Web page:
It’s also still important for students to be given the opportunity for discovery among as wide as possible a variety of materials. Browsing, a skill I promote, can open up doors that students never knew existed. A few from many possible examples will illustrate this.

  • There’s Billy, who discovered dictionaries this year – not just the standard dictionary, but the math dictionary and the science dictionary as well.
  • From a book I read in library class, Riki got a hankering to read up on Indigenous people and checked out picture books and Easy nonfiction, then graduated to legends, general nonfiction and a novel, Sweetgrass.
  • Several students monopolized the survival books and supplemented their learning of skills with survival fiction.
  • Cameron has read everything I can find around Greek mythology, nonfiction and fiction.

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We all know that children have an innate sense of curiosity, a natural thirst for knowledge,  the wonder at and obsorption of which is at its most powerful when the discovery is made on their own.

I wholeheartedly believe that students need to become comfortable with the public library for potential supplementary and summer reading, and life-long learning. We have a very effective partnership with our local public library, which is doing a fantastic job of getting the kids in the door. Through local sponsorship, all of our students and staff get public library memberships, through which we are able to direct our students to online resources including ebooks and audiobooks.

However, it’s clear that our school library is still providing the primary resource for reading and the discovery of new interests, especially since a large majority of our students are spending so much of their free time at home on digital devices. Our collection, while necessarily changing, is still relevant and important.

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My Library This Christmas

Books are Snow Wonderful Bulletin Board

It’s “Share the Gift of Story” this week, with readers from the community coming in to read to K-Gr. 9 library classes. It’s so great for the kids to see that it’s not just school staff and parents who enjoy reading stories. Our local RCMP really get in on the act with several constables joining in the fun this year. Perfect way for the kids to meet the local police officers too!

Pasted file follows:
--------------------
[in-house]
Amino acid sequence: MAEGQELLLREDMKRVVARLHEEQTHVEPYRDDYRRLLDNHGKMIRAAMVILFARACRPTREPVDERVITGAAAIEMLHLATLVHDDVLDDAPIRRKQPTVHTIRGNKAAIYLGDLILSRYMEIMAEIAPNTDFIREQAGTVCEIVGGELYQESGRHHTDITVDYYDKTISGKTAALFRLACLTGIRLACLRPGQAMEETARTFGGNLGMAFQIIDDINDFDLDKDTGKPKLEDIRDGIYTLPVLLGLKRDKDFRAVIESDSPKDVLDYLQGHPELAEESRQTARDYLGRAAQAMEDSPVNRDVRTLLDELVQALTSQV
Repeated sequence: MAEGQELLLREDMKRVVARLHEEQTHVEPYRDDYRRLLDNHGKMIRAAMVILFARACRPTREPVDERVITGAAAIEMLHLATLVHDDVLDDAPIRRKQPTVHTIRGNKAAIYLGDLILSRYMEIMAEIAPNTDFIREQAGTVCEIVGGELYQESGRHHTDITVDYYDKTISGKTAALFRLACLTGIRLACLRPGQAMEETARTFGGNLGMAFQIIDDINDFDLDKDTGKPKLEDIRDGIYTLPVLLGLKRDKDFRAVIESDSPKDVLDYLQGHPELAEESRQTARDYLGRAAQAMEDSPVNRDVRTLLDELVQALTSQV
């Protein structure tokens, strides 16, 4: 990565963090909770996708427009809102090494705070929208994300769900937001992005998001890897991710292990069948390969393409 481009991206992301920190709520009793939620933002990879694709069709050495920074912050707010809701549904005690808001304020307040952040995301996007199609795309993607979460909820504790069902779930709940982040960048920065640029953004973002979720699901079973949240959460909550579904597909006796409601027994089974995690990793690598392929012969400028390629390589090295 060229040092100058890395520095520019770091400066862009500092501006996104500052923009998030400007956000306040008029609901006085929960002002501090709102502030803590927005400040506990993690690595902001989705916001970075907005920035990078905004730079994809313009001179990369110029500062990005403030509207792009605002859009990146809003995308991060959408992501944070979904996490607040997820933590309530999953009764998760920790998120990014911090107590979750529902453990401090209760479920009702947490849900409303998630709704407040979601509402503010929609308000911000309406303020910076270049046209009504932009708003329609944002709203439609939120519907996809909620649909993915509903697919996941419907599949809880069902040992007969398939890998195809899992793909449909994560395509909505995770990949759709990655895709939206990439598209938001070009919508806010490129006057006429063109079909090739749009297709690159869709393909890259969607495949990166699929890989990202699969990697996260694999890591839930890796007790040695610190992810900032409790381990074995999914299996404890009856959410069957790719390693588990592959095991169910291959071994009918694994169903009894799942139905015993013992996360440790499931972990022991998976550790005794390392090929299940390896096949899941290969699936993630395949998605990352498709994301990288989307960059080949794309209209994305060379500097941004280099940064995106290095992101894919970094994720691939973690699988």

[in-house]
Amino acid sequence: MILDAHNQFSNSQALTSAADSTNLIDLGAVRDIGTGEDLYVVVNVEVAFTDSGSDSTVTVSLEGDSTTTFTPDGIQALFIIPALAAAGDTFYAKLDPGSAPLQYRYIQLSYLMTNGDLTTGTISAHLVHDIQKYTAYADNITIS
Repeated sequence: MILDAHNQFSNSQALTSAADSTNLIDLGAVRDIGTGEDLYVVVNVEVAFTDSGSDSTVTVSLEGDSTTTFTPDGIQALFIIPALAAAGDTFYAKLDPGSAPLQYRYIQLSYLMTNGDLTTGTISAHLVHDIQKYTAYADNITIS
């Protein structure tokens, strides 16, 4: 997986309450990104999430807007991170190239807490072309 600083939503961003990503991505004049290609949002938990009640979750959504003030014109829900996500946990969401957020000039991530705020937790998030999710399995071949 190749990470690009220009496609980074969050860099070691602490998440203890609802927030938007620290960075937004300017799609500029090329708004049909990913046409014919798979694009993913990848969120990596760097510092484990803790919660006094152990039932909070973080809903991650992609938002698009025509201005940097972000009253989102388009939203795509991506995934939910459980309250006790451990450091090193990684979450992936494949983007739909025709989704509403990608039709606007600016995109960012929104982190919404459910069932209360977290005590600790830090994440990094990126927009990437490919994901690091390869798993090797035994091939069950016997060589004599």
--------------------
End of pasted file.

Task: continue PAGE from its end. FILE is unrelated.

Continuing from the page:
Easy Street decorated for Christmas with New Fireplace

A long-time participant, whose grandchildren are now in school noticed a couple of years ago that the YouTube fireplace video that I put on the Smart Board behind the readers was a little pathetic. It couldn’t be seen well, it distracted the kids as the tender rustled logs and it often froze. This year, this kind gentleman brought in our very own electric fireplace to lend ambiance to our seasonal program and story time throughout the year. What a wonderful gift!

The Circulation Desk with Christmas Tree

Our Grade 6 class decorated the library. Doesn’t it look great?

The big project on the go is a wonderful collaboration cooked up between our local public librarian, Nancy Keough and me. It all started, more or less, with my not being able to work out how to offer e-books to our students. I get my own, personally through the public library system along with a plethora of other resources that aren’t available to us otherwise. Some of our students do have memberships but the majority do not. Wouldn’t it be great if we all had access to all the wonderful things they offer?

Nancy took the idea to the library board, who generously offered us a great deal on public library memberships for the entire school! All staff and students. Our administration gave the go-ahead and four local business have helped to fund it. We’re just collecting forms now and are hoping to have everything in place now.